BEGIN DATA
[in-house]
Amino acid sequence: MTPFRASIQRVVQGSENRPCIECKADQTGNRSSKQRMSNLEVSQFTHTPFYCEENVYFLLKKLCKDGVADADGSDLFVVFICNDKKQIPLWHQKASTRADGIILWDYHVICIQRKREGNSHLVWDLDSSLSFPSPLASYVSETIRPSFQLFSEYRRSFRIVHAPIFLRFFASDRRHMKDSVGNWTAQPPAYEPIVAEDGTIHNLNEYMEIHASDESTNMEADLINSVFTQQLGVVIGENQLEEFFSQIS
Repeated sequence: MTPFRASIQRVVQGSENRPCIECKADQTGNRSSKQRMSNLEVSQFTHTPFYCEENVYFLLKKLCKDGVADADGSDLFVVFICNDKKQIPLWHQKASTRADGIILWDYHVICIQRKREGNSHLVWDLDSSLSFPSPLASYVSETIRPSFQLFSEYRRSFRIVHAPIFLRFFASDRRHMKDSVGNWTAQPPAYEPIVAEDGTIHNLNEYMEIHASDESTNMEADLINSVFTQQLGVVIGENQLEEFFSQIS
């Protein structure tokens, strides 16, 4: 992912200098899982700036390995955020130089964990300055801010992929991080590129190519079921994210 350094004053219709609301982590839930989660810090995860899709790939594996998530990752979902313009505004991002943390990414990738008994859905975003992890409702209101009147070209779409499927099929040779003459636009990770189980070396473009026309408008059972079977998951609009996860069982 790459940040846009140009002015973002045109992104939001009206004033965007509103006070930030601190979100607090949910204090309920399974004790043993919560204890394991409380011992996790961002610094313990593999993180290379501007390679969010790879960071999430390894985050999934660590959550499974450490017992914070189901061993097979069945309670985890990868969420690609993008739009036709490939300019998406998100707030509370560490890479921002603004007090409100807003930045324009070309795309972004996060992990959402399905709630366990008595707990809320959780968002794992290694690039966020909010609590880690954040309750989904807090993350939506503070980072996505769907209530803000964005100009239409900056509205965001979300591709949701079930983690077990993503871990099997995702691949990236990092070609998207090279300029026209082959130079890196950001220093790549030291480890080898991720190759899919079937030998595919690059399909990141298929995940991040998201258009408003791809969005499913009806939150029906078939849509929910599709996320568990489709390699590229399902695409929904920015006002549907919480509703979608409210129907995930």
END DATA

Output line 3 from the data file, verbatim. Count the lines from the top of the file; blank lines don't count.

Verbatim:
Repeated sequence: MTPFRASIQRVVQGSENRPCIECKADQTGNRSSKQRMSNLEVSQFTHTPFYCEENVYFLLKKLCKDGVADADGSDLFVVFICNDKKQIPLWHQKASTRADGIILWDYHVICIQRKREGNSHLVWDLDSSLSFPSPLASYVSETIRPSFQLFSEYRRSFRIVHAPIFLRFFASDRRHMKDSVGNWTAQPPAYEPIVAEDGTIHNLNEYMEIHASDESTNMEADLINSVFTQQLGVVIGENQLEEFFSQIS